There is growing concern among local authority chief executives, service directors and managers about the impact of Brexit on their councils and communities.
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Of the 251 senior officers working for councils in England who took LGC’s annual Confidence Survey, half said community cohesion in their area had worsened since the EU referendum was held in June 2016.
Staff working for councils in the West Midlands, for example, were more likely to say community relations had worsened (73%) than those in London and the south-east where 58% and 68% respectively said there had been no change.
Prime minister Theresa May has set out her vision for a two-year transition period for Britain as part of its process of leaving the European Union.
Overall, 53% of respondents to the survey, which was conducted before Ms May’s Florence speech last Friday, agreed with the statement that Brexit “will be devastating for the community my authority serves” – that is an increase from 40% when we last surveyed the sector in September 2016.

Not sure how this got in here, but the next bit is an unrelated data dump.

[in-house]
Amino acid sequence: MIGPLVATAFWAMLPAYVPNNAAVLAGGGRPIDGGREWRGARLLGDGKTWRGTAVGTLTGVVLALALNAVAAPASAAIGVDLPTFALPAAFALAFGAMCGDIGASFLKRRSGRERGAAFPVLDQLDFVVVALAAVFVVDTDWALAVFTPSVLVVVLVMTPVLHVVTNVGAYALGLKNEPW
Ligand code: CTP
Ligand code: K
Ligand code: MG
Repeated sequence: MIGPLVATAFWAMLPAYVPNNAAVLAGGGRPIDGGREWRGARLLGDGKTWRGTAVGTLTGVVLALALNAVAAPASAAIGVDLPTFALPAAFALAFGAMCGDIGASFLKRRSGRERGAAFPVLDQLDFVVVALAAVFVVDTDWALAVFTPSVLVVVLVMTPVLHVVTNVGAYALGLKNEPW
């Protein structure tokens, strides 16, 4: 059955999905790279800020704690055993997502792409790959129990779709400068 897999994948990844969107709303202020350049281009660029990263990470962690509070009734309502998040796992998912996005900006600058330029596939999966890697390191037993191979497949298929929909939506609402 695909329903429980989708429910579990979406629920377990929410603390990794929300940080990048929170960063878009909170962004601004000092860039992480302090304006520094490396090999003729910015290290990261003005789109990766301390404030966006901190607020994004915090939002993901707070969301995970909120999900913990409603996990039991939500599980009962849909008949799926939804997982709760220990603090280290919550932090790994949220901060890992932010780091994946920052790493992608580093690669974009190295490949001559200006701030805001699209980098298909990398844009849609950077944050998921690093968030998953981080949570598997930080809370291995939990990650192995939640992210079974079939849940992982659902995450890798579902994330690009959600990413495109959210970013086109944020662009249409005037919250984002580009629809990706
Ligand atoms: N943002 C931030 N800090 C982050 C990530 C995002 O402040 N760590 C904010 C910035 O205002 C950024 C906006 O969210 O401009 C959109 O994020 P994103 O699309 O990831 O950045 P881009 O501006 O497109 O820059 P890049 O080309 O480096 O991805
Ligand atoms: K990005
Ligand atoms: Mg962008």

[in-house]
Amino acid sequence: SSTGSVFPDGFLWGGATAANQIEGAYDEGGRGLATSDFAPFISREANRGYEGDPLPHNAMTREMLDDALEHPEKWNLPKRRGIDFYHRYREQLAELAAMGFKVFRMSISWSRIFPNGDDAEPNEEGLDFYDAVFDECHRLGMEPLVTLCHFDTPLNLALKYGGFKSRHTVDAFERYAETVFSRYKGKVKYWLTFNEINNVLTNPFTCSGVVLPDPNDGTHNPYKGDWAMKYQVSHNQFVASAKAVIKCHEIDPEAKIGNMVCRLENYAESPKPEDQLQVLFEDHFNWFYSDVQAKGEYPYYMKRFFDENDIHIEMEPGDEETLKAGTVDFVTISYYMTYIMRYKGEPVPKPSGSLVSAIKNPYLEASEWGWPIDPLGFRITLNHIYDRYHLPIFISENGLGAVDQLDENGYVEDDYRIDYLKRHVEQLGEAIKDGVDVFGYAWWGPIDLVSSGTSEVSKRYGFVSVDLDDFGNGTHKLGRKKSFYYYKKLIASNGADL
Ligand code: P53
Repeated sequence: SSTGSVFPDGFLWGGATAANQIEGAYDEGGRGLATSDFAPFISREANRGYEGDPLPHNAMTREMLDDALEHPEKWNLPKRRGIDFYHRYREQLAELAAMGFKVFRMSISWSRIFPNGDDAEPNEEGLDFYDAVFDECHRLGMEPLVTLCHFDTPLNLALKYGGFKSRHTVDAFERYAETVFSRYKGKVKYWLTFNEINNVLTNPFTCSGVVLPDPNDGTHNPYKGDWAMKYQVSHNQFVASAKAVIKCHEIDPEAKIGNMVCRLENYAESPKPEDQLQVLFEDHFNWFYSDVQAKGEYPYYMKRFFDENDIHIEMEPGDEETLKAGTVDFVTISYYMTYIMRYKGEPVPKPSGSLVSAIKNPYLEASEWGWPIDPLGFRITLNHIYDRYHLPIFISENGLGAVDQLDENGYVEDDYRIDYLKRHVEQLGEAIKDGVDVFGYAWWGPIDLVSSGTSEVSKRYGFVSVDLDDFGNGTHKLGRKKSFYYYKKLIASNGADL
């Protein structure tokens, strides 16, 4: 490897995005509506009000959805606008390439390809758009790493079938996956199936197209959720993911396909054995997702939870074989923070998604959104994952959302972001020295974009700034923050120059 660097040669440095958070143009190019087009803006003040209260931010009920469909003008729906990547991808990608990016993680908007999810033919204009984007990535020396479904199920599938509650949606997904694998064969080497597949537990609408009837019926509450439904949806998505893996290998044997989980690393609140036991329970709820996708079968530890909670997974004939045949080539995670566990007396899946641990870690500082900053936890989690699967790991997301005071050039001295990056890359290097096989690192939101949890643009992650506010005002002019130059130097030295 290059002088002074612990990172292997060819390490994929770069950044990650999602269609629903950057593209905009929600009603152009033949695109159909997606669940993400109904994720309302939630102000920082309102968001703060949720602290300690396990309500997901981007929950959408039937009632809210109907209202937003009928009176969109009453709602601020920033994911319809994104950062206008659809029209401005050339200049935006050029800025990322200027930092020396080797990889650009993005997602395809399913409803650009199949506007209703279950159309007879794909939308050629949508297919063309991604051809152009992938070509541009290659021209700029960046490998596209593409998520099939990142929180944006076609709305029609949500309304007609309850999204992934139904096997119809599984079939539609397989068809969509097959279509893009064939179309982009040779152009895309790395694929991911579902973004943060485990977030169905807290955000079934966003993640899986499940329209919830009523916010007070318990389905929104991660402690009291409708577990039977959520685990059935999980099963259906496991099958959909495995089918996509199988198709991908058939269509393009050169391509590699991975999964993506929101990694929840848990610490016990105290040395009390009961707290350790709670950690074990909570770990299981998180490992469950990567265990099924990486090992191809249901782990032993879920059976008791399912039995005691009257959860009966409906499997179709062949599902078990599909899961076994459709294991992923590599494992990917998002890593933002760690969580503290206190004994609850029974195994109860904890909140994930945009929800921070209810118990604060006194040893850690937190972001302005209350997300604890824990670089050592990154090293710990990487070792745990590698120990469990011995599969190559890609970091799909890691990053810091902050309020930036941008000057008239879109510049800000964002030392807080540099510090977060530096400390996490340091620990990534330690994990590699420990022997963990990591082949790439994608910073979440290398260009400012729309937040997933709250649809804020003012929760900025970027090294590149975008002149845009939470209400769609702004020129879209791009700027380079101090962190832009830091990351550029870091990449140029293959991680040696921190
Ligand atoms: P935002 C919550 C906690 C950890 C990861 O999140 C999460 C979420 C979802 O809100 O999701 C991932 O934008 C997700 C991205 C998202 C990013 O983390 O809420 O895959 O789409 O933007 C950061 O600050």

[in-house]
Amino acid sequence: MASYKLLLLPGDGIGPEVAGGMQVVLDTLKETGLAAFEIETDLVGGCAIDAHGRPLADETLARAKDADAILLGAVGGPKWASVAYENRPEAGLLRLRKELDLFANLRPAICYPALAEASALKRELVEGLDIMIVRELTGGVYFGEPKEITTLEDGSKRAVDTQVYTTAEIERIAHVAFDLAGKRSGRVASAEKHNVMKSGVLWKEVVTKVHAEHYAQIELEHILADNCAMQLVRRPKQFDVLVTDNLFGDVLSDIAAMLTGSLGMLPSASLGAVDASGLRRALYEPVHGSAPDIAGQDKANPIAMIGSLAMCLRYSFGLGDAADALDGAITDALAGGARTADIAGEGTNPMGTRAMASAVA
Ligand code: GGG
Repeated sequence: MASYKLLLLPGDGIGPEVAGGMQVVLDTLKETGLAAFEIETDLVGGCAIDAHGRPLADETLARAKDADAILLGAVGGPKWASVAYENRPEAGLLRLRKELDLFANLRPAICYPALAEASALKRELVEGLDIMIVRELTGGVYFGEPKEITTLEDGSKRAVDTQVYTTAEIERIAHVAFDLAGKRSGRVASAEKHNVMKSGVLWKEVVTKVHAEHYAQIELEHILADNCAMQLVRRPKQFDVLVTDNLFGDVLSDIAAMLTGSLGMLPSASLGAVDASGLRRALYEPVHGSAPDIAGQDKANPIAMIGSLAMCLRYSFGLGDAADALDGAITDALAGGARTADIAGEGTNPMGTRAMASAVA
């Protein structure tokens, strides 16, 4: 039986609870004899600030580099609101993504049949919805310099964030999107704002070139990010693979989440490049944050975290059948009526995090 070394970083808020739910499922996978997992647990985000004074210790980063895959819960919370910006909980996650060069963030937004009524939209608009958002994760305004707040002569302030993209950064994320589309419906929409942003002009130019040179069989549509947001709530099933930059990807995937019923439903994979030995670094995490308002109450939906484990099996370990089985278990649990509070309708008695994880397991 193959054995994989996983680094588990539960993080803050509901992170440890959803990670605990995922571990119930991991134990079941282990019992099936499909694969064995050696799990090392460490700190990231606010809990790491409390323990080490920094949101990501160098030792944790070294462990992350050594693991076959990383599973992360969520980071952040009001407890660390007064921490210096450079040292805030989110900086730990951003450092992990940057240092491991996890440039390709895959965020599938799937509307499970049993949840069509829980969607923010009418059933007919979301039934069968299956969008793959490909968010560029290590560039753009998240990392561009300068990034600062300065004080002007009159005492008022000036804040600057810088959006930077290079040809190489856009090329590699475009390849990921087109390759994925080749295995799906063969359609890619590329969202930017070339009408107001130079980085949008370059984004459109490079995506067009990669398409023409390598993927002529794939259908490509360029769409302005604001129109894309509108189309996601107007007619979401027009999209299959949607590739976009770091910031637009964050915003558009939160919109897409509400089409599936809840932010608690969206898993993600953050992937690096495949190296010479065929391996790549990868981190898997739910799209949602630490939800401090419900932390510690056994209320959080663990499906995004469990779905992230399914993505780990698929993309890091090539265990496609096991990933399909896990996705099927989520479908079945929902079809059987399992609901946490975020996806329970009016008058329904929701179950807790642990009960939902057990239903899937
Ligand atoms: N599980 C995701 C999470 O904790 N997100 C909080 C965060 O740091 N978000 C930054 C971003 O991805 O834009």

Just 11% think Brexit will have a positive impact and give councils greater freedoms and flexibilities – a similar result to last year (12%).
Concern about Brexit’s impact on councils’ workforces has also increased – up from 59% to 69%.
When broken down by council type, the biggest concern lay with top-tier metropolitan councils (82% concerned) and London boroughs (76% concerned). At the other end of the scale, 43% of officers working for district councils were concerned.
When presented with a range of government policies and asked to rate them, respondents showed the least support for Brexit closely followed by the right-to-buy.
LGC Survey: Half say community cohesion 'worse' since Brexit vote